The procedural history of this case is quite interesting. In the case’s first time in district court, the court granted the LAN/STV’s motion for summary judgment based on derivative governmental immunity. The court of appeals, however, reversed and remanded the case back to district court. The district court, after apportioning fault, awarded the Eby 45% of $ 5 million, which is $ 2.25 million plus interest. The court of appeals affirmed this ruling, and both LAN/STV and Eby petitioned the Texas Supreme Court for review.
LAN/STV v. Martin K. Eby Const. Co., Inc., 11-0810, 2014 WL 2789097 (Tex. June 20, 2014).
The Eby opinion involves three parties: (1) the general contractor, (2) the architect, and (3) the Dallas Area Rapid Transportation Authority (“DART”).
DART contracted with the architect, LAN/STV, to create the plans, drawings, and specifications for light rail project in downtown Dallas. Martin K. Eby Construction Company (“Eby”) won the bid from DART with a bid for $ 25 million to construct the project. Almost immediately, Eby noticed that 80% of LAN/STV’s plans had errors. The massive amount of errors in the plans caused significant delays in construction and increased expenses for Eby, roughly $ 14 million according to Eby’s calculations.
Eby first sued DART for breach of contract, but the case was dismissed because Eby had not followed the administrative procedure illustrated in its contract with DART prior to filing suit. Eventually, DART settled with Eby for $ 4.7 million. During the course of the administrative proceedings, Eby also filed suit against LAN/STV for negligence and negligent misrepresentation.
In its opinion, the Texas Supreme Court emphasizes the importance of addressing the potential for economic risks in contractual negotiations.
The Supreme Court reversed the court of appeals ruling, and unanimously concluded that “the economic loss rule does not allow recovery” in this situation for Eby’s claim of negligent misrepresentation against LAN/STV. The economic loss rule is used to refer to the restriction on recovery in unintentional tort cases for purely economic loss that is not accompanied with an injury to a plaintiff or that plaintiff’s property. Essentially, economic damages cannot be recovered by a general contractor from a contractual stranger—here, the architect—who also has a contract with the owner. The Court emphasizes the more practical route of addressing these types of economic risks through contract rather than tort.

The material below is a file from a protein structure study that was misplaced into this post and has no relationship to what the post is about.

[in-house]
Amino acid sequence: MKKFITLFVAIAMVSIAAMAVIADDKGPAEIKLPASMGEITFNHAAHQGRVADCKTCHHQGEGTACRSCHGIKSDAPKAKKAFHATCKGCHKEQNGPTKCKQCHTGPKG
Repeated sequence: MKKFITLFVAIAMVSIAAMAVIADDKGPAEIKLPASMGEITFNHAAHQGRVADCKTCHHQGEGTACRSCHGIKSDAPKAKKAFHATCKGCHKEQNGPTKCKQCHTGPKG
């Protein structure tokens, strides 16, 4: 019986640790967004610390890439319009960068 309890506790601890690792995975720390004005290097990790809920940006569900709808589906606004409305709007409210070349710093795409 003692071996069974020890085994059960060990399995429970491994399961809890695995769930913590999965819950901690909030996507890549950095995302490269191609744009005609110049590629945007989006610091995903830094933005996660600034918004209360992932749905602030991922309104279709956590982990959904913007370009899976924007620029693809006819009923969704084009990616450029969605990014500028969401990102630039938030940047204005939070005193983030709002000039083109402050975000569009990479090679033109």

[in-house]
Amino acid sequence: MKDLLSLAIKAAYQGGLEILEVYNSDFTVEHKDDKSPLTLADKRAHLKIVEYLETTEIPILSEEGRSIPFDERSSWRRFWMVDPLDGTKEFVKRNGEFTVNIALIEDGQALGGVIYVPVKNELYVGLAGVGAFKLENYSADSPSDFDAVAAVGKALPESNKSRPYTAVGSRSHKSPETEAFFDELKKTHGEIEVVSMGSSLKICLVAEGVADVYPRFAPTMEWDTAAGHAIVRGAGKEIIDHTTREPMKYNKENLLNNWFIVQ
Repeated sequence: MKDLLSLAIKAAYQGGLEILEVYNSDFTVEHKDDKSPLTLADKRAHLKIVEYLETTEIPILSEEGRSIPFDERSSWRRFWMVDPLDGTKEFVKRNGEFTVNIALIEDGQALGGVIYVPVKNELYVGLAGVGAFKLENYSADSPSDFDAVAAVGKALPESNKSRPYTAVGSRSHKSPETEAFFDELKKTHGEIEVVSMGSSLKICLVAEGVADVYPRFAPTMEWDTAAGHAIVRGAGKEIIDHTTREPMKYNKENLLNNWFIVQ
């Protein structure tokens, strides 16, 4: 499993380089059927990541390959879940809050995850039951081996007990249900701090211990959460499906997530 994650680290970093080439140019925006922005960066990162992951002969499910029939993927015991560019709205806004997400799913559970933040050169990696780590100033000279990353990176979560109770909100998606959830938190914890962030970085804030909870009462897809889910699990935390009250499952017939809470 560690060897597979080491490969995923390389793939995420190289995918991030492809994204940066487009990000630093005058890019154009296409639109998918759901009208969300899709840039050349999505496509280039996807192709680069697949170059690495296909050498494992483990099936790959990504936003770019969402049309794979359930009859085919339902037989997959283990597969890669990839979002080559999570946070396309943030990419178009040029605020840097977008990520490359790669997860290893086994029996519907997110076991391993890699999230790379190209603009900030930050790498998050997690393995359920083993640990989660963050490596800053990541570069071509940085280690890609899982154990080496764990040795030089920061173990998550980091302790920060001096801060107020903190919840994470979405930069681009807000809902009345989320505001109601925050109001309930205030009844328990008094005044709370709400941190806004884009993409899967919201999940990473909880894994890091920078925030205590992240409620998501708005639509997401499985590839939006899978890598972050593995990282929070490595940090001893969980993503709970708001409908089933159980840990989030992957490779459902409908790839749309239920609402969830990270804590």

In its opinion, the Court explains that construction projects predominantly operate with vertical contractual relationships. The owner contracts with the general contractor. The general contractor will then contract with various subcontractors. The owner also contracts with the architect or engineer. The general contractor and the architect have no contractual relationship. A contractual stranger cannot recover for negligence or negligent misrepresentation that has caused that stranger economic loss. However, the Court describes the way each party can shift some of the economic risk presented by negligence or negligent misrepresentation through contractual negotiations. The contractor can get economic loss “protection from the owner who will get protection from the architect.”
The Court cites to the Restatement heavily in its opinion, particularly when discussing the potential for disruption in allowing tort recovery in contractual relationships. The “web of contracts” that exists for many construction projects would be disturbed significantly if tort suits were allowed between contractual strangers working on the same project. A contractor cannot recover from an architect in negligence or negligent misrepresentation because they are contractual strangers. A contractor is relying on the representations of the owner. The owner is relying on the representations of the architect. The architect, LAN/STV, is responsible to the owner, DART, not to the contractor.